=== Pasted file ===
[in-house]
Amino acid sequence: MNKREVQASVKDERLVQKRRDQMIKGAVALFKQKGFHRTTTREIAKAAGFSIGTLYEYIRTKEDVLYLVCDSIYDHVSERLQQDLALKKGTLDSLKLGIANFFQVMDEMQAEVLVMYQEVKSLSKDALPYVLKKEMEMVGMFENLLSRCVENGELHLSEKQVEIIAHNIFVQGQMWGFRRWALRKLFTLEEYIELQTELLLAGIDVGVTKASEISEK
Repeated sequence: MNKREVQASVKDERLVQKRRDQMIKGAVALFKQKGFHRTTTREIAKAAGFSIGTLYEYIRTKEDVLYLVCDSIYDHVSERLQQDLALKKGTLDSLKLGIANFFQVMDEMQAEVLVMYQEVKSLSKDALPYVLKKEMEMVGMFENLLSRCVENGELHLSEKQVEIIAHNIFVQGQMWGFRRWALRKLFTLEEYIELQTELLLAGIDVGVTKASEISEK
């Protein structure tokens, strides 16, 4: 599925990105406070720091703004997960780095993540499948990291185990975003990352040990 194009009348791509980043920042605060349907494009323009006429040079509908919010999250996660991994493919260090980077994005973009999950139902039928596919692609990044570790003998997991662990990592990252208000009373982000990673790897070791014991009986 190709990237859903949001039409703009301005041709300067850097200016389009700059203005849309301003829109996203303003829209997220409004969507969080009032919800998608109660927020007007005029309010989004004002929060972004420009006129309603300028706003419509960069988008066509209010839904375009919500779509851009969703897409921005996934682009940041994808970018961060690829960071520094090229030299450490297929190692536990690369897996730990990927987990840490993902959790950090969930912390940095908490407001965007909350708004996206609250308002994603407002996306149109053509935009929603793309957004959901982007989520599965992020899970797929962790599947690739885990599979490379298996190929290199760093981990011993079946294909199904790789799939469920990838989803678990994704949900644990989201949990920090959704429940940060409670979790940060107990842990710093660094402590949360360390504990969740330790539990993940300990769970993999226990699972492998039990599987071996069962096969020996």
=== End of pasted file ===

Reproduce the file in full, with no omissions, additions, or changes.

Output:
[in-house]
Amino acid sequence: MNKREVQASVKDERLVQKRRDQMIKGAVALFKQKGFHRTTTREIAKAAGFSIGTLYEYIRTKEDVLYLVCDSIYDHVSERLQQDLALKKGTLDSLKLGIANFFQVMDEMQAEVLVMYQEVKSLSKDALPYVLKKEMEMVGMFENLLSRCVENGELHLSEKQVEIIAHNIFVQGQMWGFRRWALRKLFTLEEYIELQTELLLAGIDVGVTKASEISEK
Repeated sequence: MNKREVQASVKDERLVQKRRDQMIKGAVALFKQKGFHRTTTREIAKAAGFSIGTLYEYIRTKEDVLYLVCDSIYDHVSERLQQDLALKKGTLDSLKLGIANFFQVMDEMQAEVLVMYQEVKSLSKDALPYVLKKEMEMVGMFENLLSRCVENGELHLSEKQVEIIAHNIFVQGQMWGFRRWALRKLFTLEEYIELQTELLLAGIDVGVTKASEISEK
């Protein structure tokens, strides 16, 4: 599925990105406070720091703004997960780095993540499948990291185990975003990352040990 194009009348791509980043920042605060349907494009323009006429040079509908919010999250996660991994493919260090980077994005973009999950139902039928596919692609990044570790003998997991662990990592990252208000009373982000990673790897070791014991009986 190709990237859903949001039409703009301005041709300067850097200016389009700059203005849309301003829109996203303003829209997220409004969507969080009032919800998608109660927020007007005029309010989004004002929060972004420009006129309603300028706003419509960069988008066509209010839904375009919500779509851009969703897409921005996934682009940041994808970018961060690829960071520094090229030299450490297929190692536990690369897996730990990927987990840490993902959790950090969930912390940095908490407001965007909350708004996206609250308002994603407002996306149109053509935009929603793309957004959901982007989520599965992020899970797929962790599947690739885990599979490379298996190929290199760093981990011993079946294909199904790789799939469920990838989803678990994704949900644990989201949990920090959704429940940060409670979790940060107990842990710093660094402590949360360390504990969740330790539990993940300990769970993999226990699972492998039990599987071996069962096969020996």